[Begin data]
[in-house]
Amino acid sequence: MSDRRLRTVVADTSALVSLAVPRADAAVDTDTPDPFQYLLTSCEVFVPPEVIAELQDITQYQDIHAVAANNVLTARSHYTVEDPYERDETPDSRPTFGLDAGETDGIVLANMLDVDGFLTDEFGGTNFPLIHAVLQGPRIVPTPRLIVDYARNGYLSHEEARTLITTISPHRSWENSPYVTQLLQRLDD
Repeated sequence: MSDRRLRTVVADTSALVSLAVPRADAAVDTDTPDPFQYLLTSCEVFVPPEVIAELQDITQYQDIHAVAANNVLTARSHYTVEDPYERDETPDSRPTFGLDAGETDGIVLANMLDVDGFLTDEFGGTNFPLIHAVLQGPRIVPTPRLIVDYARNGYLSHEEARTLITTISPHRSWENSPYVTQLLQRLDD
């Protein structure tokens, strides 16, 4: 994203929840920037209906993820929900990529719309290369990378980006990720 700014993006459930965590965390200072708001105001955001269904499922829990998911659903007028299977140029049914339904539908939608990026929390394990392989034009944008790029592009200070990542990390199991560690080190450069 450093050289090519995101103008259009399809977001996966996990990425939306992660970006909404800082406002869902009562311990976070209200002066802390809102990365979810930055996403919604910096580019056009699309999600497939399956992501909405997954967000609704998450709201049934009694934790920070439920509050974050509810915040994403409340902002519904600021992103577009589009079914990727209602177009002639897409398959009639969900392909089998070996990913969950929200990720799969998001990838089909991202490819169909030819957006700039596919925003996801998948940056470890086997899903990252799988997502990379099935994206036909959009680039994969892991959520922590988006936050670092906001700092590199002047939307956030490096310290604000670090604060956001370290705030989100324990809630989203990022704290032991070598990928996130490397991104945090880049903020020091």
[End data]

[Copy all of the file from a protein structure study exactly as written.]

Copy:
[in-house]
Amino acid sequence: MSDRRLRTVVADTSALVSLAVPRADAAVDTDTPDPFQYLLTSCEVFVPPEVIAELQDITQYQDIHAVAANNVLTARSHYTVEDPYERDETPDSRPTFGLDAGETDGIVLANMLDVDGFLTDEFGGTNFPLIHAVLQGPRIVPTPRLIVDYARNGYLSHEEARTLITTISPHRSWENSPYVTQLLQRLDD
Repeated sequence: MSDRRLRTVVADTSALVSLAVPRADAAVDTDTPDPFQYLLTSCEVFVPPEVIAELQDITQYQDIHAVAANNVLTARSHYTVEDPYERDETPDSRPTFGLDAGETDGIVLANMLDVDGFLTDEFGGTNFPLIHAVLQGPRIVPTPRLIVDYARNGYLSHEEARTLITTISPHRSWENSPYVTQLLQRLDD
């Protein structure tokens, strides 16, 4: 994203929840920037209906993820929900990529719309290369990378980006990720 700014993006459930965590965390200072708001105001955001269904499922829990998911659903007028299977140029049914339904539908939608990026929390394990392989034009944008790029592009200070990542990390199991560690080190450069 450093050289090519995101103008259009399809977001996966996990990425939306992660970006909404800082406002869902009562311990976070209200002066802390809102990365979810930055996403919604910096580019056009699309999600497939399956992501909405997954967000609704998450709201049934009694934790920070439920509050974050509810915040994403409340902002519904600021992103577009589009079914990727209602177009002639897409398959009639969900392909089998070996990913969950929200990720799969998001990838089909991202490819169909030819957006700039596919925003996801998948940056470890086997899903990252799988997502990379099935994206036909959009680039994969892991959520922590988006936050670092906001700092590199002047939307956030490096310290604000670090604060956001370290705030989100324990809630989203990022704290032991070598990928996130490397991104945090880049903020020091």